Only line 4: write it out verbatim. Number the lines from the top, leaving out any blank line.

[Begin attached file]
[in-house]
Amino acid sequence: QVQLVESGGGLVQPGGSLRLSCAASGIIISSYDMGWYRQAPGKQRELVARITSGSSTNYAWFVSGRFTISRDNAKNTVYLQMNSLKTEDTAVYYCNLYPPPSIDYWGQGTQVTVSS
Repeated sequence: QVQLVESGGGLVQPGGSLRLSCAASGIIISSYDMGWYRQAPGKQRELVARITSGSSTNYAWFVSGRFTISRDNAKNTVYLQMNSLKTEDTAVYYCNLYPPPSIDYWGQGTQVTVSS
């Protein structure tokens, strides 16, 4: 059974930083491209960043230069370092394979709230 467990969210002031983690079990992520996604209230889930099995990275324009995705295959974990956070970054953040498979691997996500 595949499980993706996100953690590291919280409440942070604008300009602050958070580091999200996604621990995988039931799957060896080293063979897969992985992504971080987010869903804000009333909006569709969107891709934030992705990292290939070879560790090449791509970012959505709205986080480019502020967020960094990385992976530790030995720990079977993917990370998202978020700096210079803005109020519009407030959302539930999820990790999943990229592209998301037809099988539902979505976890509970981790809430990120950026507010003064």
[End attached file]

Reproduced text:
């Protein structure tokens, strides 16, 4: 059974930083491209960043230069370092394979709230 467990969210002031983690079990992520996604209230889930099995990275324009995705295959974990956070970054953040498979691997996500 595949499980993706996100953690590291919280409440942070604008300009602050958070580091999200996604621990995988039931799957060896080293063979897969992985992504971080987010869903804000009333909006569709969107891709934030992705990292290939070879560790090449791509970012959505709205986080480019502020967020960094990385992976530790030995720990079977993917990370998202978020700096210079803005109020519009407030959302539930999820990790999943990229592209998301037809099988539902979505976890509970981790809430990120950026507010003064």